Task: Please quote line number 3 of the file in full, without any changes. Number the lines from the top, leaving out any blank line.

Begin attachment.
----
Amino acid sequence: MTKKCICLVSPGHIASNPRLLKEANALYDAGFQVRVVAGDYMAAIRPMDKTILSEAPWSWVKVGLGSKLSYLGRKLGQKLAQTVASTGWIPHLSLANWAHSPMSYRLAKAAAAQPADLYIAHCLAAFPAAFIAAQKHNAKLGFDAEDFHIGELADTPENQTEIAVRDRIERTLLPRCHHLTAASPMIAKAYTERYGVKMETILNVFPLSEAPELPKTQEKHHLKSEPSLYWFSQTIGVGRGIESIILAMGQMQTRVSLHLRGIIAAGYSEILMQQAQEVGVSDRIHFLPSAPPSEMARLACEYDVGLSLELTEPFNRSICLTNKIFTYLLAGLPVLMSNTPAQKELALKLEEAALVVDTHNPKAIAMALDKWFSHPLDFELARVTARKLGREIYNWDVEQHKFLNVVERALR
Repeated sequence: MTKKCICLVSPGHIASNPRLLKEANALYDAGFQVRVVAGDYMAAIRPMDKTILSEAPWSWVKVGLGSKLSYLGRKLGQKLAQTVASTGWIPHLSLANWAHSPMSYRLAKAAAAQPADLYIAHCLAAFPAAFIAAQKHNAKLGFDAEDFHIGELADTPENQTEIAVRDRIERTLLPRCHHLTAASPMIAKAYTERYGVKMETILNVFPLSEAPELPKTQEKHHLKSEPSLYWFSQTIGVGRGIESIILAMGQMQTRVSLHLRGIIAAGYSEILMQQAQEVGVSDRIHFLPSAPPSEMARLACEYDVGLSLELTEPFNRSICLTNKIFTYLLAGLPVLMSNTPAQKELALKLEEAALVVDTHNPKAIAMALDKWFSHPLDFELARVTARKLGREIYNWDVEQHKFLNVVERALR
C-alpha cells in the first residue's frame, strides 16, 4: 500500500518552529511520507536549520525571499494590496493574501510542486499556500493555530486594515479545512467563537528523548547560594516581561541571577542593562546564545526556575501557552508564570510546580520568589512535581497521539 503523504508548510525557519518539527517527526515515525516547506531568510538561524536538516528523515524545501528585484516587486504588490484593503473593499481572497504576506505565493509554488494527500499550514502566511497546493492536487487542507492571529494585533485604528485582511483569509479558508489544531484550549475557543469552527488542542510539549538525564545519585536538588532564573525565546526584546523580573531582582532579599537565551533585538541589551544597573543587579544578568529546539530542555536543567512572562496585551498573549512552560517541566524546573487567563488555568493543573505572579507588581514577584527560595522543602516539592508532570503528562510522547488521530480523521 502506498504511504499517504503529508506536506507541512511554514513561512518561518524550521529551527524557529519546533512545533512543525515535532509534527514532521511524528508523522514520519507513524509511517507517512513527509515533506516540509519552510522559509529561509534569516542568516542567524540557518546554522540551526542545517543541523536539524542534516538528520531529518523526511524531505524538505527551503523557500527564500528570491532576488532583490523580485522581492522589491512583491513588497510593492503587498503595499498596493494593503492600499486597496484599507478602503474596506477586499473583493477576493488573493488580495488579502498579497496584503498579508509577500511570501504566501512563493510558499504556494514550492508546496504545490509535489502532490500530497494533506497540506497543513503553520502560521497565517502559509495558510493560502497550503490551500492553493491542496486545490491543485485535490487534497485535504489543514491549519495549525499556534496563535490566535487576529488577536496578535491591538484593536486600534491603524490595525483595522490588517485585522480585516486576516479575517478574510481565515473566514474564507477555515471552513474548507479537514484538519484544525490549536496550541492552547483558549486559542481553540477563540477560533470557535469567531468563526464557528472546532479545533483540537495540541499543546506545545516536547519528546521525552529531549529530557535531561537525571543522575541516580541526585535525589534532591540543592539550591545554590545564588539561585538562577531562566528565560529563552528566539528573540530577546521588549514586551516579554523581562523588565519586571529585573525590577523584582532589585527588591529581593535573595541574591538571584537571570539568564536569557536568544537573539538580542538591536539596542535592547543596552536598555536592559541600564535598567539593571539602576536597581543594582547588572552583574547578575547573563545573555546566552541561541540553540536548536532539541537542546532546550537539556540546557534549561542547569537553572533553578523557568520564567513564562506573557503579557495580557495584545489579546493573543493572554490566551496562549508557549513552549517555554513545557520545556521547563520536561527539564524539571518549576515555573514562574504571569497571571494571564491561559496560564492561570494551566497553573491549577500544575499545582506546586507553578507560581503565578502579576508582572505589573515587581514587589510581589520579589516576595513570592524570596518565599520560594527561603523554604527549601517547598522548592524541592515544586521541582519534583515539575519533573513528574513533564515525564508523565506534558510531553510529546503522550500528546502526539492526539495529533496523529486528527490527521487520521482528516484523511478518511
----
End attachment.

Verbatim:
C-alpha cells in the first residue's frame, strides 16, 4: 500500500518552529511520507536549520525571499494590496493574501510542486499556500493555530486594515479545512467563537528523548547560594516581561541571577542593562546564545526556575501557552508564570510546580520568589512535581497521539 503523504508548510525557519518539527517527526515515525516547506531568510538561524536538516528523515524545501528585484516587486504588490484593503473593499481572497504576506505565493509554488494527500499550514502566511497546493492536487487542507492571529494585533485604528485582511483569509479558508489544531484550549475557543469552527488542542510539549538525564545519585536538588532564573525565546526584546523580573531582582532579599537565551533585538541589551544597573543587579544578568529546539530542555536543567512572562496585551498573549512552560517541566524546573487567563488555568493543573505572579507588581514577584527560595522543602516539592508532570503528562510522547488521530480523521 502506498504511504499517504503529508506536506507541512511554514513561512518561518524550521529551527524557529519546533512545533512543525515535532509534527514532521511524528508523522514520519507513524509511517507517512513527509515533506516540509519552510522559509529561509534569516542568516542567524540557518546554522540551526542545517543541523536539524542534516538528520531529518523526511524531505524538505527551503523557500527564500528570491532576488532583490523580485522581492522589491512583491513588497510593492503587498503595499498596493494593503492600499486597496484599507478602503474596506477586499473583493477576493488573493488580495488579502498579497496584503498579508509577500511570501504566501512563493510558499504556494514550492508546496504545490509535489502532490500530497494533506497540506497543513503553520502560521497565517502559509495558510493560502497550503490551500492553493491542496486545490491543485485535490487534497485535504489543514491549519495549525499556534496563535490566535487576529488577536496578535491591538484593536486600534491603524490595525483595522490588517485585522480585516486576516479575517478574510481565515473566514474564507477555515471552513474548507479537514484538519484544525490549536496550541492552547483558549486559542481553540477563540477560533470557535469567531468563526464557528472546532479545533483540537495540541499543546506545545516536547519528546521525552529531549529530557535531561537525571543522575541516580541526585535525589534532591540543592539550591545554590545564588539561585538562577531562566528565560529563552528566539528573540530577546521588549514586551516579554523581562523588565519586571529585573525590577523584582532589585527588591529581593535573595541574591538571584537571570539568564536569557536568544537573539538580542538591536539596542535592547543596552536598555536592559541600564535598567539593571539602576536597581543594582547588572552583574547578575547573563545573555546566552541561541540553540536548536532539541537542546532546550537539556540546557534549561542547569537553572533553578523557568520564567513564562506573557503579557495580557495584545489579546493573543493572554490566551496562549508557549513552549517555554513545557520545556521547563520536561527539564524539571518549576515555573514562574504571569497571571494571564491561559496560564492561570494551566497553573491549577500544575499545582506546586507553578507560581503565578502579576508582572505589573515587581514587589510581589520579589516576595513570592524570596518565599520560594527561603523554604527549601517547598522548592524541592515544586521541582519534583515539575519533573513528574513533564515525564508523565506534558510531553510529546503522550500528546502526539492526539495529533496523529486528527490527521487520521482528516484523511478518511